Any dissection of Oasis’s work starts with a reference to The Beatles. “The best British band since The Beatles” was the devotee’s refrain, while the critic said they rode the Beatles coattails to mediocrity.
What this reduction misses is that everyone who made music over the past fifty years was influenced, directly or indirectly, by The Beatles. What pop music doesn’t sound a little like “Love Me Do” or “She Loves You”? Heavy metal took tips from “Helter Skelter” and “I Want You.” Hip-hop was built around the way George Martin used the studio as an instrument on “Revolver” and “Sgt. Pepper”.
Through this lens, perhaps the highest praise a band can receive is that they’re the most authentic interpretation of the founders’ vision. That may very well be Oasis, who peaked with their second release, “(What’s the Story) Morning Glory?”.
Almost 25 years out, these songs are hard to evaluate without nostalgia playing a powerful role. “Definitely Maybe” made Oasis an overnight sensation in the UK, but it was “Morning Glory” that blew them up in the US. There was no escaping “Wonderwall”, “Don’t Look Back in Anger”, and “Champagne Supernova” in ’95, and by 2000, they may have been even more omnipresent. That’s a testament to the greatness of the music.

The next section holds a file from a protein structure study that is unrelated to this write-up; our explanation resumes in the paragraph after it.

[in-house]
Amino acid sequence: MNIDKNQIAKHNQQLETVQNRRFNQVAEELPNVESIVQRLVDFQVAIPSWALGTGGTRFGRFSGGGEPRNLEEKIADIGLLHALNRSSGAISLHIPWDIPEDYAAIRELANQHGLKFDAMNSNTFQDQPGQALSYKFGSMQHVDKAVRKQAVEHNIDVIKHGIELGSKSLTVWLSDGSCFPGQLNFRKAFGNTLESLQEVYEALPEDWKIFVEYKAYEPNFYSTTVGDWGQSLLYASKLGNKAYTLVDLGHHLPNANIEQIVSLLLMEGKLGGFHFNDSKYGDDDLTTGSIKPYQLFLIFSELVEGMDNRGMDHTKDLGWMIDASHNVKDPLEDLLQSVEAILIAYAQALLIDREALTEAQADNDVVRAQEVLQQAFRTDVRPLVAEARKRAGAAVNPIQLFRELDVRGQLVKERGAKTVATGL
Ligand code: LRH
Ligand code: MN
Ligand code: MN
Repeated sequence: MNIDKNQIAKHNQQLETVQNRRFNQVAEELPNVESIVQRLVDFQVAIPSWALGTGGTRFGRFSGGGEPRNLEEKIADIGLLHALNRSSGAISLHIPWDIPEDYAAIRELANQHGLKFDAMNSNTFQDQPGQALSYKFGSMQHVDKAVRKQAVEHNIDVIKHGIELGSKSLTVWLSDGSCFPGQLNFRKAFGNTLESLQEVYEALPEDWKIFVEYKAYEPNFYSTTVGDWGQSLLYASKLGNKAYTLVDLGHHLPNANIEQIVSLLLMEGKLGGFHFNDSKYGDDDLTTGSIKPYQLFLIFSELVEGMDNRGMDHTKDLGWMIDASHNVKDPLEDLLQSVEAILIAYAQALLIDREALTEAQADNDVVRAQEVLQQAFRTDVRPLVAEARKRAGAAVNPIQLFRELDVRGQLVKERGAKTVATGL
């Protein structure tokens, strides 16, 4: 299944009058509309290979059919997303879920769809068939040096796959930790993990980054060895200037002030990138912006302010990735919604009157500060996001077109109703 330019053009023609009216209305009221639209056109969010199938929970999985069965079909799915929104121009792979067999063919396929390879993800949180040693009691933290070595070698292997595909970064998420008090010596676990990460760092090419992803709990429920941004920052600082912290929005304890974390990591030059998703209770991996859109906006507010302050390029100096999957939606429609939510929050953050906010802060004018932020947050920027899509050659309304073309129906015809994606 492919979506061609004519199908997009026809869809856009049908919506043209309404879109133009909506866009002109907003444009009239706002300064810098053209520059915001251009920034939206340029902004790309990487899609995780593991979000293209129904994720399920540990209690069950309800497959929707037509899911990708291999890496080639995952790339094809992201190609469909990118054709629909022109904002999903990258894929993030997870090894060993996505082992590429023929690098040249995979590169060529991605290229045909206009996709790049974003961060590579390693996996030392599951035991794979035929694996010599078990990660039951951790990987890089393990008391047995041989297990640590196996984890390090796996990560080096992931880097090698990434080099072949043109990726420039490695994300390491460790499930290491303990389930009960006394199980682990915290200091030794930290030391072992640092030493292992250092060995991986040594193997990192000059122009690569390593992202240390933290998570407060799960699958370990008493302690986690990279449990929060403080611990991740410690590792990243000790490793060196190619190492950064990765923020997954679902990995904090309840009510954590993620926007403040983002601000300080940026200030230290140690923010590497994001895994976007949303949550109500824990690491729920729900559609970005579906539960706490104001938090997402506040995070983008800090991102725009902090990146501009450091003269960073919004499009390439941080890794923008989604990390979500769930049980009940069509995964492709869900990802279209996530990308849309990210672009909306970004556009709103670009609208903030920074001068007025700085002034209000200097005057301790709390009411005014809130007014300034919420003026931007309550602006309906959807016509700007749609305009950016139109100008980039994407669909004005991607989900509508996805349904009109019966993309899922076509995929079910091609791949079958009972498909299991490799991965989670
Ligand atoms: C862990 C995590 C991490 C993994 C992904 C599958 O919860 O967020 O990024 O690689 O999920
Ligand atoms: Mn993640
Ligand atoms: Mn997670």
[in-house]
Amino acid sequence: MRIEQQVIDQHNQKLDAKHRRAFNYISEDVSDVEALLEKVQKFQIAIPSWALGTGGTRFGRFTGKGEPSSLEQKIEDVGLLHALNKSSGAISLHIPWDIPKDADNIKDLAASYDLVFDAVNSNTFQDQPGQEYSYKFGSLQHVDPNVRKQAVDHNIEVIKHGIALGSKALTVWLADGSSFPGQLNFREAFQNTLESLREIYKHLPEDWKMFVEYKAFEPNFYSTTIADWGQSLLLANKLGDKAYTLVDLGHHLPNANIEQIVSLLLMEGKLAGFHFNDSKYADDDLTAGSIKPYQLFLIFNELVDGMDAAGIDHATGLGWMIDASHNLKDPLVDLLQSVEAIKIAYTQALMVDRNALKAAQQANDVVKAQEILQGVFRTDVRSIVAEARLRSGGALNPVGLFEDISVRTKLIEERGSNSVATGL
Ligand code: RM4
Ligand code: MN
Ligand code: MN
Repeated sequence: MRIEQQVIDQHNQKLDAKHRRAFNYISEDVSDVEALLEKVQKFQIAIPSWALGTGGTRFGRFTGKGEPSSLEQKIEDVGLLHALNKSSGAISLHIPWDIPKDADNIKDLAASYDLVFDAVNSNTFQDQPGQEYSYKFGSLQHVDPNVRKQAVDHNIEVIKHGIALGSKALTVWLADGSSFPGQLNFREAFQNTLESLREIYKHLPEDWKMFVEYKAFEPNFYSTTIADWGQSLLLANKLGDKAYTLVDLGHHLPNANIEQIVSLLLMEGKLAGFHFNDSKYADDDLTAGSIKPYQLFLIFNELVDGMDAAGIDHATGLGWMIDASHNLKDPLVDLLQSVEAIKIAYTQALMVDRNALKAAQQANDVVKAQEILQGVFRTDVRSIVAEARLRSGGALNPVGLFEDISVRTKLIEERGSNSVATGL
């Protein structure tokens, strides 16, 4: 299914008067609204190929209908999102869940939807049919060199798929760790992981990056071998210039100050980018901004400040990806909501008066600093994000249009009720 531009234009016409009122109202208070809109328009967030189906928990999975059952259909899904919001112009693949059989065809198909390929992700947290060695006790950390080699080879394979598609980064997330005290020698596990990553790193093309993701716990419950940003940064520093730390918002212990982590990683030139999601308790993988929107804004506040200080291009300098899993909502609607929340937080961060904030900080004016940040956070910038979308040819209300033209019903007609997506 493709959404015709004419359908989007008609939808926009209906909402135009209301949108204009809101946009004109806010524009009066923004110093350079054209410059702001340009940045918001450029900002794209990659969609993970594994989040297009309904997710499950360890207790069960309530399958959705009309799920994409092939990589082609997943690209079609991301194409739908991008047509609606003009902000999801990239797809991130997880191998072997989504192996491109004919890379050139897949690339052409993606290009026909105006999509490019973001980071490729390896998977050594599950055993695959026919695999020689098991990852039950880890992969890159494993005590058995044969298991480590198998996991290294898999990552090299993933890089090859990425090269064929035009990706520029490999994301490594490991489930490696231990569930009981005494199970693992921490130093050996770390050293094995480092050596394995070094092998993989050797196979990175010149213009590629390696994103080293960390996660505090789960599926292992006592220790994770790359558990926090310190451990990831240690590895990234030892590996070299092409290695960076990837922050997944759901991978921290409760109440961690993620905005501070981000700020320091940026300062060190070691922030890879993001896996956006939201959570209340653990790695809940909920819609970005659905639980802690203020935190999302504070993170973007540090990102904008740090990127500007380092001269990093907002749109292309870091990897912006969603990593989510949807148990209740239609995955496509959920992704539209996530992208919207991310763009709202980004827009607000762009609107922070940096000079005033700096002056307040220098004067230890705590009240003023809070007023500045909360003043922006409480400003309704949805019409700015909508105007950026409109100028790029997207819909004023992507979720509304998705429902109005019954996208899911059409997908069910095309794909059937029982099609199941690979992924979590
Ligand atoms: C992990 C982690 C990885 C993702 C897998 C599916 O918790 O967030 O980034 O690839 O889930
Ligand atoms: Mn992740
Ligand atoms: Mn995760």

Everyone with an acoustic guitar in their living room has played “Wonderwall” and everyone in their vicinity sung along. “Champagne Supernova” might be the most radio-friendly 7 1/2-minute song ever recorded, justifying every second of its running time. “Cast No Shadow” and “Hey Now” are as strong as the singles and stand up today as well as they did in the ’90s.
If Oasis are just interpreting The Beatles, they’re spanning the entire catalog. Straightforward pop-rockers “Roll With It” and “She’s Electric” would fit on “Beatles For Sale”. “Don’t Look Back in Anger” is simple-but-slick “Rubber Soul” fare. “Morning Glory” and “Champagne Supernova” take enough chances to fit on the white album. “Cast No Shadow” is a more mature statement, worthy of “Let It Be”.
Of course, Oasis were more than Beatles mimicry. These songs are intricate but brash, street-tough but melodic. Liam Gallagher is a punk, but the band add beautiful backing vocals at times. Two guitars play off each other, adding drama and force, but rarely steal the show from the songs themselves. Two untitled instrumentals remind us the band members can play, but Liam won’t let them steal the show.
America’s obsession with British culture ebbs and flows. It may be that it’s peaked twice in the past century: once in the ’60s when The Beatles ruled the world and once in the ’90s when Oasis did.
That’s my 157th-favorite album.